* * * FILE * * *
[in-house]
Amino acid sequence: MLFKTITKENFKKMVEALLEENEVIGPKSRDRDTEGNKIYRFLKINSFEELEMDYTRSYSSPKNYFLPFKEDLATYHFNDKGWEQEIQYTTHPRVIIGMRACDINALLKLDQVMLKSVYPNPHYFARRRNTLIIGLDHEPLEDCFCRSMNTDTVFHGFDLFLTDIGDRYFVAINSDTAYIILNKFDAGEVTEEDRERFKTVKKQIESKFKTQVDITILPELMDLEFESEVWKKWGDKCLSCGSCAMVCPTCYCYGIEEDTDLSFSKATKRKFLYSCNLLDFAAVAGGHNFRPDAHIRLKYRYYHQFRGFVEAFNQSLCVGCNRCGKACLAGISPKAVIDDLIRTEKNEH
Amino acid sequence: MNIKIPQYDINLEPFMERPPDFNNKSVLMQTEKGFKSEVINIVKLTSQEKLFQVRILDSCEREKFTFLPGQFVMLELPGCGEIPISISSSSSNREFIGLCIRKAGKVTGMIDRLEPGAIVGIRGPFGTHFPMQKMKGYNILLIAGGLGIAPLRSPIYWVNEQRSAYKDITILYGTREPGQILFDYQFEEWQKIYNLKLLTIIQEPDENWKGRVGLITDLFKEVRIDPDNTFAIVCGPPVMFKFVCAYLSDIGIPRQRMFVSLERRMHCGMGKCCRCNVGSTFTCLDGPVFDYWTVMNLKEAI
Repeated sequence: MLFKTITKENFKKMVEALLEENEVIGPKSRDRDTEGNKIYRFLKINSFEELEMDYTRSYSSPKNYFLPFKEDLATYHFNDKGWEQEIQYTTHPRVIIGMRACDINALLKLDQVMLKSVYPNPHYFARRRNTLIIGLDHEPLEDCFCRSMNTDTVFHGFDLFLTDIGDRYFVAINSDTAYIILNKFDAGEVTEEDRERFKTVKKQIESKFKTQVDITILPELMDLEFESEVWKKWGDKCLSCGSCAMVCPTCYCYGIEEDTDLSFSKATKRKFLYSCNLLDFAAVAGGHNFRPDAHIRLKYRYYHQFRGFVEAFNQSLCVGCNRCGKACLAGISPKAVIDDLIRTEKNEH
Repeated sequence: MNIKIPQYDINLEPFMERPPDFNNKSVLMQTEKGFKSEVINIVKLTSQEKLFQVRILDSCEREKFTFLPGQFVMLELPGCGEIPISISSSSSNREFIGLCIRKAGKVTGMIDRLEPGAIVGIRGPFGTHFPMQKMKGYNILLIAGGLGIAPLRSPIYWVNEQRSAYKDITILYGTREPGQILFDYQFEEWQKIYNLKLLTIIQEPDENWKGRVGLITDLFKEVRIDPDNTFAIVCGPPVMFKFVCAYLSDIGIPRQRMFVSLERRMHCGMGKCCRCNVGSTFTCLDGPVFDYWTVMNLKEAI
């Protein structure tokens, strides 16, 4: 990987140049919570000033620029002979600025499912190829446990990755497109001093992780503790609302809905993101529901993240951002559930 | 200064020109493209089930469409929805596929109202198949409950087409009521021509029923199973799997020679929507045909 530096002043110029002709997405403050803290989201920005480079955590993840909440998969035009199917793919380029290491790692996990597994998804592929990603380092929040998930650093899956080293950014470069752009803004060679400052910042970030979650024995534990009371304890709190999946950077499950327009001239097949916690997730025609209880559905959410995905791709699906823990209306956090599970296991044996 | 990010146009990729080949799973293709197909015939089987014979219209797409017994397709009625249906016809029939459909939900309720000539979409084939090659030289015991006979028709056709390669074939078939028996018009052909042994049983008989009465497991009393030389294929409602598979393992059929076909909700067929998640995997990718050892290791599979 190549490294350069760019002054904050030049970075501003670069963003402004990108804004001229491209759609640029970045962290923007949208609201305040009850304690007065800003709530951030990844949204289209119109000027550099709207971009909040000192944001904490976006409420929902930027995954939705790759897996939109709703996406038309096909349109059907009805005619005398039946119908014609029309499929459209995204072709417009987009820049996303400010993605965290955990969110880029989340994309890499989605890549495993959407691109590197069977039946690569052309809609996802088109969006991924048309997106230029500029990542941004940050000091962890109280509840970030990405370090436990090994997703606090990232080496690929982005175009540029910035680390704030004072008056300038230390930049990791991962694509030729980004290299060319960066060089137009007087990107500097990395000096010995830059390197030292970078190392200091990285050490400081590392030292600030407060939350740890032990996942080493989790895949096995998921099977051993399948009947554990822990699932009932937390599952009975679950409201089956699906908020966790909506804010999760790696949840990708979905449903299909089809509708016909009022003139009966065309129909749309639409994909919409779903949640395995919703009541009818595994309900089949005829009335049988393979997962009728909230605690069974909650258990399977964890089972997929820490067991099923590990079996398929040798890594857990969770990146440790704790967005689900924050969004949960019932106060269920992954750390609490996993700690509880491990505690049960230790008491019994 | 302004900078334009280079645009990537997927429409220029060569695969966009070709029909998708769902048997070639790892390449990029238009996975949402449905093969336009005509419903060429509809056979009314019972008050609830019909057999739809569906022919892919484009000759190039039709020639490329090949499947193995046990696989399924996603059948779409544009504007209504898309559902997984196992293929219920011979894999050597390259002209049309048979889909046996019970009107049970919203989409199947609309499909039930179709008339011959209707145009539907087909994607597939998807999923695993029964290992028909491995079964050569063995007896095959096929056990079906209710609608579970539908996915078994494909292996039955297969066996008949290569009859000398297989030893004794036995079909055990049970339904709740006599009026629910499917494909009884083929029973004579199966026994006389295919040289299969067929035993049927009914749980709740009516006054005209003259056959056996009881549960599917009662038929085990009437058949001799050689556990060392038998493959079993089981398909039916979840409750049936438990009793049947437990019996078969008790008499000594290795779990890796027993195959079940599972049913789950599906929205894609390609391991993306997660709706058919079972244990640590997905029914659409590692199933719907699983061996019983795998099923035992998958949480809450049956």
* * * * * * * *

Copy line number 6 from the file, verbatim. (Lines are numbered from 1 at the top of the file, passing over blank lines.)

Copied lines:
């Protein structure tokens, strides 16, 4: 990987140049919570000033620029002979600025499912190829446990990755497109001093992780503790609302809905993101529901993240951002559930 | 200064020109493209089930469409929805596929109202198949409950087409009521021509029923199973799997020679929507045909 530096002043110029002709997405403050803290989201920005480079955590993840909440998969035009199917793919380029290491790692996990597994998804592929990603380092929040998930650093899956080293950014470069752009803004060679400052910042970030979650024995534990009371304890709190999946950077499950327009001239097949916690997730025609209880559905959410995905791709699906823990209306956090599970296991044996 | 990010146009990729080949799973293709197909015939089987014979219209797409017994397709009625249906016809029939459909939900309720000539979409084939090659030289015991006979028709056709390669074939078939028996018009052909042994049983008989009465497991009393030389294929409602598979393992059929076909909700067929998640995997990718050892290791599979 190549490294350069760019002054904050030049970075501003670069963003402004990108804004001229491209759609640029970045962290923007949208609201305040009850304690007065800003709530951030990844949204289209119109000027550099709207971009909040000192944001904490976006409420929902930027995954939705790759897996939109709703996406038309096909349109059907009805005619005398039946119908014609029309499929459209995204072709417009987009820049996303400010993605965290955990969110880029989340994309890499989605890549495993959407691109590197069977039946690569052309809609996802088109969006991924048309997106230029500029990542941004940050000091962890109280509840970030990405370090436990090994997703606090990232080496690929982005175009540029910035680390704030004072008056300038230390930049990791991962694509030729980004290299060319960066060089137009007087990107500097990395000096010995830059390197030292970078190392200091990285050490400081590392030292600030407060939350740890032990996942080493989790895949096995998921099977051993399948009947554990822990699932009932937390599952009975679950409201089956699906908020966790909506804010999760790696949840990708979905449903299909089809509708016909009022003139009966065309129909749309639409994909919409779903949640395995919703009541009818595994309900089949005829009335049988393979997962009728909230605690069974909650258990399977964890089972997929820490067991099923590990079996398929040798890594857990969770990146440790704790967005689900924050969004949960019932106060269920992954750390609490996993700690509880491990505690049960230790008491019994 | 302004900078334009280079645009990537997927429409220029060569695969966009070709029909998708769902048997070639790892390449990029238009996975949402449905093969336009005509419903060429509809056979009314019972008050609830019909057999739809569906022919892919484009000759190039039709020639490329090949499947193995046990696989399924996603059948779409544009504007209504898309559902997984196992293929219920011979894999050597390259002209049309048979889909046996019970009107049970919203989409199947609309499909039930179709008339011959209707145009539907087909994607597939998807999923695993029964290992028909491995079964050569063995007896095959096929056990079906209710609608579970539908996915078994494909292996039955297969066996008949290569009859000398297989030893004794036995079909055990049970339904709740006599009026629910499917494909009884083929029973004579199966026994006389295919040289299969067929035993049927009914749980709740009516006054005209003259056959056996009881549960599917009662038929085990009437058949001799050689556990060392038998493959079993089981398909039916979840409750049936438990009793049947437990019996078969008790008499000594290795779990890796027993195959079940599972049913789950599906929205894609390609391991993306997660709706058919079972244990640590997905029914659409590692199933719907699983061996019983795998099923035992998958949480809450049956």